Disney’s latest live-action adaptation is The Lion King, and while it features the return of James Earl Jones as Mufasa, much of the rest of the cast is all new. That includes Billy Eichner as the lovable Timon, and early impressions of the film indicate he did a masterful job with the part. In the original animated film, the part was played by Nathan Lane, who knocked it out of the park. ComicBook.com recently spoke to Eichner about playing the role, finding ways to put his own twist on it, and following Lane’s iconic portrayal.
Eichner has a theatrical background, and this was the perfect chance to return to his roots a bit. “But this is really getting me back to something I really love, which is a great musical and it has musical comedy elements,” Eichner said. “And I grew up loving Nathan Lane even before the Lion King from his stage work in New York. And so it’s full circle in many ways.”
“I think we try to find a balance basically,” Eichner continued. “You know, I didn’t want it … it wouldn’t be worth doing unless we could bring something new to it. And Timon and Pumba are iconic characters. So we wanted to find ways to nod to the original so that people weren’t disappointed because I think people would be a little disappointed if we completely changed the tone of the character. So we didn’t want to do that. And so we tried to find a balance.”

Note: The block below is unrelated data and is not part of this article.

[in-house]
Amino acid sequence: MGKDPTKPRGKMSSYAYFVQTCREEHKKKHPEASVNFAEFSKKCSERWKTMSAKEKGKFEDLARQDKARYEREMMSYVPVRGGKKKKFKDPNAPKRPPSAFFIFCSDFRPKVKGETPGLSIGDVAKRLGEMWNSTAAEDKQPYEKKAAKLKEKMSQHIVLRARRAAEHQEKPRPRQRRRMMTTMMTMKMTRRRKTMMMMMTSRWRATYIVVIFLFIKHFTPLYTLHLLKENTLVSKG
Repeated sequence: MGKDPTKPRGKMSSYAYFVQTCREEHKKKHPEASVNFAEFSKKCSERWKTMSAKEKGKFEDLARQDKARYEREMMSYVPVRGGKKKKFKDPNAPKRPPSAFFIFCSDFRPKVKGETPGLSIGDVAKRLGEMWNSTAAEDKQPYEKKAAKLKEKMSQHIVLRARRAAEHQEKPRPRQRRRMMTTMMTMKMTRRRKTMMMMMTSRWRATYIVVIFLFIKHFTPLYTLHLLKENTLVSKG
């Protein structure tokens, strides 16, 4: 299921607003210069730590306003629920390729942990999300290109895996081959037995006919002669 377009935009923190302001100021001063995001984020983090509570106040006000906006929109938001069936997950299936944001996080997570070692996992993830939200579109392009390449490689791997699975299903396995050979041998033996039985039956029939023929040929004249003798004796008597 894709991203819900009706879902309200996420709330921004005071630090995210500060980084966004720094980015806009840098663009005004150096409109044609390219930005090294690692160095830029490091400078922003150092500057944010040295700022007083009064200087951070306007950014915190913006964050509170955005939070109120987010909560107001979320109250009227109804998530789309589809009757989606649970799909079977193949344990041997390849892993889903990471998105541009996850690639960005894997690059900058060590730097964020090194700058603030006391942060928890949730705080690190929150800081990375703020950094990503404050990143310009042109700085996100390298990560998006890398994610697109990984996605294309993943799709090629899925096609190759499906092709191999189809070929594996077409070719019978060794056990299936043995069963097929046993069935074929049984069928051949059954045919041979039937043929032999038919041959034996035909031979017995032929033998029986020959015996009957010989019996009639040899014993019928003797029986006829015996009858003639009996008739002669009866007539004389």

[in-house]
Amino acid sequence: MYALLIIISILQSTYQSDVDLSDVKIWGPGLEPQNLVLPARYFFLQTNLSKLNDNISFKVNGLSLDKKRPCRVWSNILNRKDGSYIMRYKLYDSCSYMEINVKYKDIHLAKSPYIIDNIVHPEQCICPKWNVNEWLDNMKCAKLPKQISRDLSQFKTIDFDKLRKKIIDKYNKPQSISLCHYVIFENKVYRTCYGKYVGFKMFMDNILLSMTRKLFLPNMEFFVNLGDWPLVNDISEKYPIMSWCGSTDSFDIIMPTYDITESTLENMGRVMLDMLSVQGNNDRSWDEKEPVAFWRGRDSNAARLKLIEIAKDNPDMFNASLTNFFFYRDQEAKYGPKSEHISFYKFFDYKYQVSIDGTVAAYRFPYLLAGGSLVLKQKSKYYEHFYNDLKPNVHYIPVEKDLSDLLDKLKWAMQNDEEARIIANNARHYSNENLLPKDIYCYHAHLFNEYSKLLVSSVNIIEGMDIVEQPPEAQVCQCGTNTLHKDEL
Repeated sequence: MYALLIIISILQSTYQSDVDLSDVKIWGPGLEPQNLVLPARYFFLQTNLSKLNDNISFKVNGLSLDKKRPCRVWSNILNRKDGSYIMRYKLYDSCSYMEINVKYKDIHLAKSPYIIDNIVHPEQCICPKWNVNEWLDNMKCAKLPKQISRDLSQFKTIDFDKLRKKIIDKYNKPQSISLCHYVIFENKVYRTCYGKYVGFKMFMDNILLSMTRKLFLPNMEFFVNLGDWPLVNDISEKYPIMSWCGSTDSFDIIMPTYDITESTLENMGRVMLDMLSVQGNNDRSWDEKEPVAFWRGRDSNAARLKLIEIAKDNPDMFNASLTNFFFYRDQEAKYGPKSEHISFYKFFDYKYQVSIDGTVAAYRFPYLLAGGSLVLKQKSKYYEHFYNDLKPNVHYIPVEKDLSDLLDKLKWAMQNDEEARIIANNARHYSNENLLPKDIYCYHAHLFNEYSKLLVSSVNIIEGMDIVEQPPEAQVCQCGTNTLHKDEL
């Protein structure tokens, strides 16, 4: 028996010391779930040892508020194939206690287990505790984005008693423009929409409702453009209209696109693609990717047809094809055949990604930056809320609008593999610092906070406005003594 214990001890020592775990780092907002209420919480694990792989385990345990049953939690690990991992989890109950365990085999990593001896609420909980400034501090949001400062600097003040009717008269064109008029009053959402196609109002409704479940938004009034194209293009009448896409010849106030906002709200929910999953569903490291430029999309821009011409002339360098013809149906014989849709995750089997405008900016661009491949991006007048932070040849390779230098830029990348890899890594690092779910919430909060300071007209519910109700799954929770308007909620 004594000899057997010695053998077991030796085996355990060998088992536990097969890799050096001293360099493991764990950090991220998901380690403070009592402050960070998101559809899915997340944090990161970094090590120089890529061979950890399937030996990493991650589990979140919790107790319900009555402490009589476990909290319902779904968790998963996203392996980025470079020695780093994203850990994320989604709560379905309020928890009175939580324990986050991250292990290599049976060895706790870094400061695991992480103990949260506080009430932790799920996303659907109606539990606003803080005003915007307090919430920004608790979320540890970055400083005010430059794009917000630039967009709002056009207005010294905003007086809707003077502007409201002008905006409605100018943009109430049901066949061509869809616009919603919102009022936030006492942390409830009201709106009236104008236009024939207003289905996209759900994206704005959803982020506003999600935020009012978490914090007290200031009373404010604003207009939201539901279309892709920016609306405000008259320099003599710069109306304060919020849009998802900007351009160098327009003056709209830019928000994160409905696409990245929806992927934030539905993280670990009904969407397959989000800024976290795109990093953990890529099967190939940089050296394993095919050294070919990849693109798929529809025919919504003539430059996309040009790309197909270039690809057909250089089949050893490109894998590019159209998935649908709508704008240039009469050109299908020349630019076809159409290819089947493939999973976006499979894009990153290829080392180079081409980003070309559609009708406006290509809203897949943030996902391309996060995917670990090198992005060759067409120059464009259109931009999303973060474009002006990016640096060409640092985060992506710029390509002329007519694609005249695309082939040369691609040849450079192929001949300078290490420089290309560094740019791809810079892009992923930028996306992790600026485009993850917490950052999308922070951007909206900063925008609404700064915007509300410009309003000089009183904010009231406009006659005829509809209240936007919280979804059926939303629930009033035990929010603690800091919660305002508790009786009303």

That included some improvisation between Eichner and Pumba actor Seth Rogen, and that helped the duo find their own voice.
“Seth and I got in there and luckily we were able to rely on each other and what John did, which really helped us find our own chemistry is to use improv,” Eichner said. “And we ended up improvising a lot, which at the time seemed like just an exercise. But when you watch the finished product, a remarkable amount of the Timon and Pumba dialog was improvised. And it ended up in the movie. And honestly, you can tell because it feels conversational. You can tell we’re in the same room together and that we’re listening to each other and playing off each other.”
“And you know, I think it gives it this very organic conversational tone that matches the photorealism of the movie, which was important because I think if we came in and try, well you can’t talk with Nathan Lane and Ernie Sabella did anyway,” Eichner said. “But even if we tried to do this Broadway, vaudeville inspired tone like they did in the original, it wouldn’t have matched how real the animals look, you know? And so that helped us define the characters in a new way also.”
Early reviews indicate Eichner and Rogen managed to find a voice all their own, and you can see it for yourself when The Lion King hits theaters on July 18th.
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